Post viral fatigue syndrome affects people across all areas of occupational performance with symptoms which impact physical, emotional, cognitive and social function. These include but are not limited to persistent fatigue, exhaustion, post exertional malaise, flu like symptoms, sore throats, headaches, muscle aches and pains and disturbed sleep.
If left unmanaged, post viral fatigue can develop into a more long-term chronic condition with significant impact on work, education, and personal and domestic activities of daily living. The cost is huge, both personally and economically.
Swift recognition of these symptoms along with assessment of predisposing and precipitating factors are key to facilitating referral to appropriate specialist fatigue practices and ensuring the best possible outcome.
In early 2003 SARS (Severe Acute Respiratory Syndrome) emerged out of SE Asia. An outbreak was identified in Toronto, Canada in March 2003. Before it was contained 273 people were infected, 44 of whom died. Several months later it was found that some post SARS patients had not been able to return to work due to continued symptoms.
Harvey Moldofsky, a psychiatrist and sleep specialist at the University of Toronto, published findings in 2011 which showed some participants had fatigue, muscle aches and pains, disturbed sleep and depression years after developing the SARS infection. He reports that ‘…whilst the COVID-19 pandemic is caused by a different virus, it is a member of the same coronavirus family, so it might also cause a post-viral fatigue syndrome’. He goes on to report that ‘based on my experience with SARS, I am deeply concerned that our definition of ‘recovered’ is far too narrow. It’s likely that some patients will experience chronic fatigue syndromes for months or even years after an initial infection.”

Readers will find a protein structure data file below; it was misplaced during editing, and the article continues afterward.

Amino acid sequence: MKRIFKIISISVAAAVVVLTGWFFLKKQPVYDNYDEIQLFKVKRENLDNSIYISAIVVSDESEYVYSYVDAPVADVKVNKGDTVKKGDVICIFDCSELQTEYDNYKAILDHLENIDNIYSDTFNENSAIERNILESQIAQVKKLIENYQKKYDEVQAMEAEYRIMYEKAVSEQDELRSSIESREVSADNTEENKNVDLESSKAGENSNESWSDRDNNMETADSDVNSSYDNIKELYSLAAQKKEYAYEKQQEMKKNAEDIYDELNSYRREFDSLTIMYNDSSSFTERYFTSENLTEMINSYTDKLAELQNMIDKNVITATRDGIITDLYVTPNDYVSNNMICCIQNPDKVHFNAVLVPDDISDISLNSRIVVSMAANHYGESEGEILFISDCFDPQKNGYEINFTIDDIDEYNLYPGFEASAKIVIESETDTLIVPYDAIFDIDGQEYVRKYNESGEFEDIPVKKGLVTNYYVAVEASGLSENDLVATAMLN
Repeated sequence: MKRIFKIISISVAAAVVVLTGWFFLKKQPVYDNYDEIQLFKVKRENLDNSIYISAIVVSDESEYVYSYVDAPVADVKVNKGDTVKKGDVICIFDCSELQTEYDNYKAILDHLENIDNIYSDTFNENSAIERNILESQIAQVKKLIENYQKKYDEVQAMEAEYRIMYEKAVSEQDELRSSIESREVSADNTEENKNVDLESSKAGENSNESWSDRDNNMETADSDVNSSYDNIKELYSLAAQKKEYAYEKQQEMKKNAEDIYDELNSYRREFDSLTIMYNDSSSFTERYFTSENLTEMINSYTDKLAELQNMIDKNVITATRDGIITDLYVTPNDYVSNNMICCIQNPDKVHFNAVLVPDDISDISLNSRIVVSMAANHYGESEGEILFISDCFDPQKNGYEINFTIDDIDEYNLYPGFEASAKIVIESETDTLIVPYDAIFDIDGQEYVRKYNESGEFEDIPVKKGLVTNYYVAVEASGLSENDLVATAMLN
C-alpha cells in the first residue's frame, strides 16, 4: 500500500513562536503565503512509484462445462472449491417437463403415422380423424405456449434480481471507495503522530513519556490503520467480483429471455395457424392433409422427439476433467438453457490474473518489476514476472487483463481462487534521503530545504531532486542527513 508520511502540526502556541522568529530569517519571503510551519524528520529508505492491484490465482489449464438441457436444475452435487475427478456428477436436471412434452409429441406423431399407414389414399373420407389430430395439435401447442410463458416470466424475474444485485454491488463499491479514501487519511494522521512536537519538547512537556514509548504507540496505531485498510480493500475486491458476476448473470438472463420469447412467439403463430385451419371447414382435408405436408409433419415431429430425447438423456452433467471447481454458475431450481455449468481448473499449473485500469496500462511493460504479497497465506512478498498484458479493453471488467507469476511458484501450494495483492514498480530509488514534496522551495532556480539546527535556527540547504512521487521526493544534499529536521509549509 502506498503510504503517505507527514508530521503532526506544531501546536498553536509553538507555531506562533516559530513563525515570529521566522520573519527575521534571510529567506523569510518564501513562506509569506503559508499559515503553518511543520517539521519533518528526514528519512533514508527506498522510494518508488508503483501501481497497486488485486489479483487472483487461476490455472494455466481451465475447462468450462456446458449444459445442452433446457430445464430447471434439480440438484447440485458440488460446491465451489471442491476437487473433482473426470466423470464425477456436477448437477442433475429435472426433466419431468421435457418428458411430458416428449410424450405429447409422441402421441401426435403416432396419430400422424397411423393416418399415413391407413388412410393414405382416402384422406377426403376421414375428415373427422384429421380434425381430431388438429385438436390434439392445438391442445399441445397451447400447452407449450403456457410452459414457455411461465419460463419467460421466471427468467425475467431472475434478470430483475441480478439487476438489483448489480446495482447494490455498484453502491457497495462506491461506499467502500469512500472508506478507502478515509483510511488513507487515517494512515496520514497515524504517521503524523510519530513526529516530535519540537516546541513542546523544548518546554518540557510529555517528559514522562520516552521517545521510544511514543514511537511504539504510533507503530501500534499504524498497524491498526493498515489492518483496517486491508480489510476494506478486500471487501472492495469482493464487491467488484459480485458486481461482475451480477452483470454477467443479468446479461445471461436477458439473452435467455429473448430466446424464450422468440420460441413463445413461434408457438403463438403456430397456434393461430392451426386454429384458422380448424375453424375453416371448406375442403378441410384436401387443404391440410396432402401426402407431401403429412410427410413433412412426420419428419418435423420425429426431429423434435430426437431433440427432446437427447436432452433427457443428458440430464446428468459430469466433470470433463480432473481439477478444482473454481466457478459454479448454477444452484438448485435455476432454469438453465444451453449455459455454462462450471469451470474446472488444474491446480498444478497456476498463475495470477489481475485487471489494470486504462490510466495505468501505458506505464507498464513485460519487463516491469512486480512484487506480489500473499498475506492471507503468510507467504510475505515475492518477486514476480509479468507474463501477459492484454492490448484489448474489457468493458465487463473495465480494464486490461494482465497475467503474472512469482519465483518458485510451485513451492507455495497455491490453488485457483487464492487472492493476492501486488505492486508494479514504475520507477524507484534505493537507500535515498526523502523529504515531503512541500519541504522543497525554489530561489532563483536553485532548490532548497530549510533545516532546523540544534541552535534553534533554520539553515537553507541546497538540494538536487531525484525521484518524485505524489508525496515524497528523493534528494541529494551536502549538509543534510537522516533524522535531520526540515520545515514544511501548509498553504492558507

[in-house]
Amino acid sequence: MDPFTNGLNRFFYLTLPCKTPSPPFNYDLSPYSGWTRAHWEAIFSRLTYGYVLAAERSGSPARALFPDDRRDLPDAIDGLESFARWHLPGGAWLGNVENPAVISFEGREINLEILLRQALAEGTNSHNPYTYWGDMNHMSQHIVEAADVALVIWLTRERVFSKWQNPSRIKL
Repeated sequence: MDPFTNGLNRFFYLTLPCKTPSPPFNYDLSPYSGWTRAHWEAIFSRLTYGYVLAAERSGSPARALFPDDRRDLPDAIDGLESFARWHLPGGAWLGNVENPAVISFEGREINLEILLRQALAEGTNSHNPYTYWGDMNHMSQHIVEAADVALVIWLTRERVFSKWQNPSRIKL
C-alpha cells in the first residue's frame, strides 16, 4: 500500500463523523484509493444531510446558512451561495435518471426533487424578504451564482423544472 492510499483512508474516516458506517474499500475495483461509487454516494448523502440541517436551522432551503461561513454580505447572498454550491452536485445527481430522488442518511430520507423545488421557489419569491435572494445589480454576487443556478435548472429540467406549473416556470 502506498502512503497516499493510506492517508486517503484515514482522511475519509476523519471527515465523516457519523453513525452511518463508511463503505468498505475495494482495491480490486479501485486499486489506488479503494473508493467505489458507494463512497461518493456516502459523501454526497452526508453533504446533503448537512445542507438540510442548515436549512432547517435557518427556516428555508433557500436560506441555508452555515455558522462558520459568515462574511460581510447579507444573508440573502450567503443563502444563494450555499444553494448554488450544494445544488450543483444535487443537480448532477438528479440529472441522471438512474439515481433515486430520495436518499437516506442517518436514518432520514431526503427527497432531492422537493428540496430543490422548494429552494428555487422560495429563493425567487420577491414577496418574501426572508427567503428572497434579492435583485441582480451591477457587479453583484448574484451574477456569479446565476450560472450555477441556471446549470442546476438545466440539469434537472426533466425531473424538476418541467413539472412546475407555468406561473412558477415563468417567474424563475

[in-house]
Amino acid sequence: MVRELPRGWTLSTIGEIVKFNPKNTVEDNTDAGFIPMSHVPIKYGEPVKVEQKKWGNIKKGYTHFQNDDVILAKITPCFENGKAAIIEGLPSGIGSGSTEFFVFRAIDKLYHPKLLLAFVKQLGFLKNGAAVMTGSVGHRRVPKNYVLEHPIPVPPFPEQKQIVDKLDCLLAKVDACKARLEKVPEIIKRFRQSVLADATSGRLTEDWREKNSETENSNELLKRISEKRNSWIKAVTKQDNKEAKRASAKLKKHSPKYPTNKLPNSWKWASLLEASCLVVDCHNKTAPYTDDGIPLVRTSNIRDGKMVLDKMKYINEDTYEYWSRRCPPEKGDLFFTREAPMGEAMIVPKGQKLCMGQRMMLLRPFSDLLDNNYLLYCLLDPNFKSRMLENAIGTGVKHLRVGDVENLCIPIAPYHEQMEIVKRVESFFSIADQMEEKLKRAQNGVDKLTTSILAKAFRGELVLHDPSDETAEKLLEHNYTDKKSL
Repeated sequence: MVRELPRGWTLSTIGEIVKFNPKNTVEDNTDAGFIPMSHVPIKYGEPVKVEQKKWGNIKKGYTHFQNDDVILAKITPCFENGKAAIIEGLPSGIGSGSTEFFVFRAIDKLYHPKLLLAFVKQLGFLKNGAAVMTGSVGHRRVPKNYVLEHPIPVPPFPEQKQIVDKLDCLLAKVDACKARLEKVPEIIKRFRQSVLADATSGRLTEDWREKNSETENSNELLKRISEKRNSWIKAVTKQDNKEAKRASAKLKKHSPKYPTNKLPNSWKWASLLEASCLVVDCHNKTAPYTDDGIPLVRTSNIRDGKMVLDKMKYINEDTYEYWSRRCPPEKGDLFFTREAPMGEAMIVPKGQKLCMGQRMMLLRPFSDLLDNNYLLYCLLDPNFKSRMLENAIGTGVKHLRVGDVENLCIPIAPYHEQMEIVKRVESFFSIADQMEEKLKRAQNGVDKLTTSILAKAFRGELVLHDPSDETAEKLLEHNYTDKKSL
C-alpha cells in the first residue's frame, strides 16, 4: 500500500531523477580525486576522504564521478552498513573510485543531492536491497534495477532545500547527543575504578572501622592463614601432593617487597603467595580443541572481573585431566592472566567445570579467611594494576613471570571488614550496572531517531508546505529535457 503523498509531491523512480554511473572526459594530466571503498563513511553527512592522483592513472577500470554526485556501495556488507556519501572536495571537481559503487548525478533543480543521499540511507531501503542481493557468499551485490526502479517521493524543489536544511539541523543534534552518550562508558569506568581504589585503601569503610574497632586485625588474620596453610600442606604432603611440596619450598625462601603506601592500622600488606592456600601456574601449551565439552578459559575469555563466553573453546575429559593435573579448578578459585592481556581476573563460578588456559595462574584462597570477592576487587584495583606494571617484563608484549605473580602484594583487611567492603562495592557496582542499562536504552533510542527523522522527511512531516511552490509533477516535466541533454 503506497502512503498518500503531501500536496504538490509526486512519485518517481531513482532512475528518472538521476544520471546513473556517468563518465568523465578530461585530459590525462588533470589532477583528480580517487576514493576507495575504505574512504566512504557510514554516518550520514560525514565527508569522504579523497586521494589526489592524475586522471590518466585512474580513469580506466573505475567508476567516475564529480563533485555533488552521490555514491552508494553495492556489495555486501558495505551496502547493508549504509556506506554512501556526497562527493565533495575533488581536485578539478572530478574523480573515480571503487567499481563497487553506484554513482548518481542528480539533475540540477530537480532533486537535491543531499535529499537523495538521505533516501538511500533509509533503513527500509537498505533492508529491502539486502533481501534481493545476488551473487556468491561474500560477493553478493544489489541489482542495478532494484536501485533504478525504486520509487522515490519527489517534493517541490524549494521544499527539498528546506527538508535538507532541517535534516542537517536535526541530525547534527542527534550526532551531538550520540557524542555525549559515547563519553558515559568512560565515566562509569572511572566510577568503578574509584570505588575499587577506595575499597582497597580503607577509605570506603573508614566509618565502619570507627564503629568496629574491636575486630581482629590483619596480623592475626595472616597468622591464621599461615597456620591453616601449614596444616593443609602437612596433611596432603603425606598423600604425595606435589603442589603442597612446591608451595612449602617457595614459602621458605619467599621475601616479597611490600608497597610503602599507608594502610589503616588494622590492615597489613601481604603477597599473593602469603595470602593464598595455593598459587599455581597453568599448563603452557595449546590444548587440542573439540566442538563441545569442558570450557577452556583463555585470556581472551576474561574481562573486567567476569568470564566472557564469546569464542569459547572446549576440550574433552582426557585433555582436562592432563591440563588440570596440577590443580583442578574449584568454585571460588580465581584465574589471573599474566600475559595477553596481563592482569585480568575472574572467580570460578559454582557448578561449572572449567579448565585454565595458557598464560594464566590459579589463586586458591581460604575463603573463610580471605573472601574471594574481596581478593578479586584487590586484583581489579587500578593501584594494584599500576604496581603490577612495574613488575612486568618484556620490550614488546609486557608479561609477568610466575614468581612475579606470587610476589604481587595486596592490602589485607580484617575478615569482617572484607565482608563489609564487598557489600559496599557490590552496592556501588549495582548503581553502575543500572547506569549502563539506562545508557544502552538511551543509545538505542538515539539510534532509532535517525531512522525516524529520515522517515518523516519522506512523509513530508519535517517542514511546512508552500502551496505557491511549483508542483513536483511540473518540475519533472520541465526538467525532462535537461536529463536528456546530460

Supporting this is Charles Shepherd, Medical Advisor for the ME Association, who states ‘It’s quite likely that some people will be developing a post-viral fatigue syndrome’. Shepherd is also receiving reports of previously healthy people who have or probably had coronavirus, not being able to return to their normal levels of function and energy levels in the weeks following onset of symptoms.
Whilst Simon Wessely, former president of the Royal College of Psychiatrists adds ‘We don’t know about corona, but I think it will lead to many, many cases of post-infective fatigue syndrome.’
The management of post infection fatigue is crucial and as fatigue specialists, we already understand the importance of accessing the right support in a very timely fashion. Having the tools to manage energy levels along with the right sleep advice could prevent post infection fatigue becoming more long term and developing into chronic fatigue syndrome.
A bespoke programme for post infection fatigue is required, which is why the team at South Coast Fatigue have adapted their already well developed, bespoke programmes to create an essential fatigue management programme. This is now available and can be used on its own or in conjunction with a vocational rehabilitation programme to support a return to the workplace.
For more information please contact South Coast Fatigue where your specific requirements can be discussed.